Mark Selby has beaten China's Ding Junhui 18-14 in the final of the 2016 World Championship at the Crucible in Sheffield.
Selby won the 2014 World Championship by beating Ronnie O'Sullivan in the final by the same 18-14 score-line. He came in to this year's event fresh, having dropped out of the Players Championship and China Open for personal reasons and that freshness may have helped him over the course of the 3 week long tournament.
Selby always had the upper-hand in the final and started impressively, taking the first 6 frames of the match before Ding came back to take the last two of the opening session to trail Selby 6-2.
Ding, who has become the first Asian player to make the World Championship final, had to qualify for this year's tournament in the preceding qualifiers held at Pond Forge in Sheffield but played great snooker and score heavily throughout the tournament; making 15 centuries.
Ding, after a poor start in the final managed to get himself back in to the match by winning the final session on day one 5-4 to trail Selby 10-7.
Selby moved in to a commanding 16-11 lead in the final day's play but Ding came back with the next 3 frames to get within two of Selby at 16-14. Selby went on to take the next two frames for the title, collecting the £330,000 first prize.
It's a great feeling, to win it once was a huge achievement, and something that I wanted to do, but I never dreamed of winning twice, I'm quite emotional.
The first time is always special, especially at the World Championship, the same when you win your first ranking tournament. And when you look at the people to have won it twice, to join that elite group is amazing.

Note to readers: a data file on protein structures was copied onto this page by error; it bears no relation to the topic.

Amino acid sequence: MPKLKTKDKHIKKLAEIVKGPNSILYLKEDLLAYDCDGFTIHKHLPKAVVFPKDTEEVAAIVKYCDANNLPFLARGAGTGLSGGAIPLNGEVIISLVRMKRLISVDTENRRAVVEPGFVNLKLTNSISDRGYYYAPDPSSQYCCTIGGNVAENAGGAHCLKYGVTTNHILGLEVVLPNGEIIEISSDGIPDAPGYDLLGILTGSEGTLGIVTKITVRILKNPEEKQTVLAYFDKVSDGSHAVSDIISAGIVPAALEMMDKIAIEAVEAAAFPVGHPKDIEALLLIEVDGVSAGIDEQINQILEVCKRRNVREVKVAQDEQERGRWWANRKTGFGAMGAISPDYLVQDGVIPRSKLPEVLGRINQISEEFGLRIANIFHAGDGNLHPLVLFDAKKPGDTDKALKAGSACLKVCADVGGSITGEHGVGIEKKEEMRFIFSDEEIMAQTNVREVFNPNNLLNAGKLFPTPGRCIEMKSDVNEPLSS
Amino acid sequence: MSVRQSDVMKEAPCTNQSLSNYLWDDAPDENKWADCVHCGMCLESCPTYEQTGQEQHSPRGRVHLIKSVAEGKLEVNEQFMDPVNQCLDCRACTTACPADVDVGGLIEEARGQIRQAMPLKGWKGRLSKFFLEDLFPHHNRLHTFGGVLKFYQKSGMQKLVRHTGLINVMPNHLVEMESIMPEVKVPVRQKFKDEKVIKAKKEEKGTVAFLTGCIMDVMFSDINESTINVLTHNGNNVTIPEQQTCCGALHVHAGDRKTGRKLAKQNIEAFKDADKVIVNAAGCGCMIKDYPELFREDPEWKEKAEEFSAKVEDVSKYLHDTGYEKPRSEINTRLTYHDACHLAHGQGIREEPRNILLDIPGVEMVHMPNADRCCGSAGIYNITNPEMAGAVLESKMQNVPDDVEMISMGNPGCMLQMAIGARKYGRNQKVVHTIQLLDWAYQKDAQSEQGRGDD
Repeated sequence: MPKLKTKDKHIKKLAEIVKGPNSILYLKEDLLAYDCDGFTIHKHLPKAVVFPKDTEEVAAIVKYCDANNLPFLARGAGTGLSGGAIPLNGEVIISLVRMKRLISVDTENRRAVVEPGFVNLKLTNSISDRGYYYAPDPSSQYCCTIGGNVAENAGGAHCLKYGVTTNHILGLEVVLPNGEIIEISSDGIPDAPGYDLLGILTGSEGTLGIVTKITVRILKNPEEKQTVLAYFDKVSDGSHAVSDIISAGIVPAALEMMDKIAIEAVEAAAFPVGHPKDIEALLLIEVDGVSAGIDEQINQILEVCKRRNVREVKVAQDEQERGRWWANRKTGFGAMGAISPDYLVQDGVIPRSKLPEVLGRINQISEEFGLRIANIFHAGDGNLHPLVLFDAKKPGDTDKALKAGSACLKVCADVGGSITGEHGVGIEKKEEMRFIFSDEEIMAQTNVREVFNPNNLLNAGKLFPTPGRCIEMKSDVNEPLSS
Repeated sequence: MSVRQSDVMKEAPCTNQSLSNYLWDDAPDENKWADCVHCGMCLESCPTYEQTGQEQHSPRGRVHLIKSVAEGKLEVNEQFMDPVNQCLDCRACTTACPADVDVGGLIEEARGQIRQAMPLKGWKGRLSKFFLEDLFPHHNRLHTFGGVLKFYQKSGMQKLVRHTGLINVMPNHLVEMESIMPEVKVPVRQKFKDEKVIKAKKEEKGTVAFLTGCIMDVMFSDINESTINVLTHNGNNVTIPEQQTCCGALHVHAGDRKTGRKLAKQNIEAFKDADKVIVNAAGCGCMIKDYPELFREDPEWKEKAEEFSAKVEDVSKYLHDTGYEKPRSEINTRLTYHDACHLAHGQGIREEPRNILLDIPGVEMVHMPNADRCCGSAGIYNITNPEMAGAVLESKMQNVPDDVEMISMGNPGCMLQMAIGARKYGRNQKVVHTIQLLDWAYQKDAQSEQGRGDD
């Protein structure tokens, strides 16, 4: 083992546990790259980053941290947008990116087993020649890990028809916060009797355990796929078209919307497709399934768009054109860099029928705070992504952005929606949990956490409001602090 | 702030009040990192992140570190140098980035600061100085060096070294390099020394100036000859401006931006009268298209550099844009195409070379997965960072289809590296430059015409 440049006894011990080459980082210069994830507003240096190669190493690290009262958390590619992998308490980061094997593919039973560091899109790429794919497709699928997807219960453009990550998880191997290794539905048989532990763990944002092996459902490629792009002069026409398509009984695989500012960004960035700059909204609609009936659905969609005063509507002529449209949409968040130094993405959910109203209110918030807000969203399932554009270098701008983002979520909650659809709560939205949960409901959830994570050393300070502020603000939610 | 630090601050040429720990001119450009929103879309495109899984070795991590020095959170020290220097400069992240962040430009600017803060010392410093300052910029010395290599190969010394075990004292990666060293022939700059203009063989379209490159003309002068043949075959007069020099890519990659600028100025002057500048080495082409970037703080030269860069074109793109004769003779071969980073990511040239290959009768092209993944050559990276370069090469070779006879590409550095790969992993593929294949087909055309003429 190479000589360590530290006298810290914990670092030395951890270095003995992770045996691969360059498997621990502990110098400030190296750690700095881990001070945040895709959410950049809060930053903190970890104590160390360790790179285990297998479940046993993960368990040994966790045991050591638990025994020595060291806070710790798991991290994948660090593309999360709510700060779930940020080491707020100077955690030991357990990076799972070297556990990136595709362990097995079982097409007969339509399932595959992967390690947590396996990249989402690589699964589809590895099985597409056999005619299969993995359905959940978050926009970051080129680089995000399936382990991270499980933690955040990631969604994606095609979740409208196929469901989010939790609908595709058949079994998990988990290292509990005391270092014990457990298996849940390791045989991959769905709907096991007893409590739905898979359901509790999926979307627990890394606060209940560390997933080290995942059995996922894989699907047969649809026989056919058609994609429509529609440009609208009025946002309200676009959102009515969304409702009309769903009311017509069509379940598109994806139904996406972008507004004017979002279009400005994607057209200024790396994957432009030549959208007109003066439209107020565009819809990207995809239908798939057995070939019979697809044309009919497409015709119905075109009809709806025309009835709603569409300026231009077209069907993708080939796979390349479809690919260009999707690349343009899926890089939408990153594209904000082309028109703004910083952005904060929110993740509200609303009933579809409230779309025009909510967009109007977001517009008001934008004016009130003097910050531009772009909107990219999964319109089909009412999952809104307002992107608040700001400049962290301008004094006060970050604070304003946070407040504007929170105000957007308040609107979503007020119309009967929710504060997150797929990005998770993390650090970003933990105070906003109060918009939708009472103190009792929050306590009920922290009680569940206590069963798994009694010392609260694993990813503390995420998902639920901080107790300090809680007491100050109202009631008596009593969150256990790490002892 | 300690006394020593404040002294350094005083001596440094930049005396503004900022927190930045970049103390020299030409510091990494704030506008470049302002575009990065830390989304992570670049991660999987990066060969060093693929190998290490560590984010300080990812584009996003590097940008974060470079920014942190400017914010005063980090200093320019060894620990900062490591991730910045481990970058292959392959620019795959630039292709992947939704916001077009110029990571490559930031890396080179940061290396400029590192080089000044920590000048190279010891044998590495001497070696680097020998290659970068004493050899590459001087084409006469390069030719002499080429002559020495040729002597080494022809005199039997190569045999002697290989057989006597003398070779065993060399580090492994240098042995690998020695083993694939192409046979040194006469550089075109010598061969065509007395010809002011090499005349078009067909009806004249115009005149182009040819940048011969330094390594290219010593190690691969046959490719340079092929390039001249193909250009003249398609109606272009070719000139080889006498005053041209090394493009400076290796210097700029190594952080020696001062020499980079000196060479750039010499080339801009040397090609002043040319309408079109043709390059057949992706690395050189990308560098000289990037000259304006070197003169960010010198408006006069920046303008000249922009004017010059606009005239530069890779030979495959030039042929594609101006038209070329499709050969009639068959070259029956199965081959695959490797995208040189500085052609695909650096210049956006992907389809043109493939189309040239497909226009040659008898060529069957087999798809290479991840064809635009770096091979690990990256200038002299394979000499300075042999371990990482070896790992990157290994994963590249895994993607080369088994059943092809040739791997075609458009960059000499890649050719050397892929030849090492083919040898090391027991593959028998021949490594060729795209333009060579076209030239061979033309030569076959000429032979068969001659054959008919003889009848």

I feel shattered. Last night I was so tired, to come out of that 10-7 up was huge because it was the first time I'd been ahead after the first day of the final.
Ding was under a lot of pressure, it was his first world final and there's massive expectation from China. I knew I had to capitalise early doors, every time I got a chance I punished him and scored. I missed a blue to go 7-0 up and if I had done that I might have won more easily. Ding showed class and came back to within a frame at times, but I managed to dig deep.
For a lot of this tournament my game has been average, whereas Ding has played great, the only bad session he had was in the first session in the final. I was second favourite, but here I am sitting here as world champion. I think it was just grit and determination; I never give in, no matter how badly I'm playing. Until that final ball is potted I still keep believing inside that I can win.
Ding collected £137,500 as the runner-up and also moved back in to the top 16 to number nine in the world after a great performance in Sheffield.
3 May 2016
I played well in the last session. The start was very bad, I went 6-0 down and I was too far away from Mark. He played good safety and he knows how to win frames. The match got harder but I enjoyed it more towards the end.
Five years ago I got to the semi-finals and now this year I have gone one step further. Maybe next time I'm going to win this. It's good experience for my career, I'm enjoyed the final and not many players have got to the final here.
This season I have been working with Terry Griffiths for the first time and I think I have improved. If I keep playing like this I can win more tournaments.
Allister Carter, last years winner is is out!
Joe Perry, runner-up last year, is out!
Thepchaiya Un-Nooh, beaten semi-finalist last year, is out!
Neil Robertson, beaten semi-finalist last year, is out!
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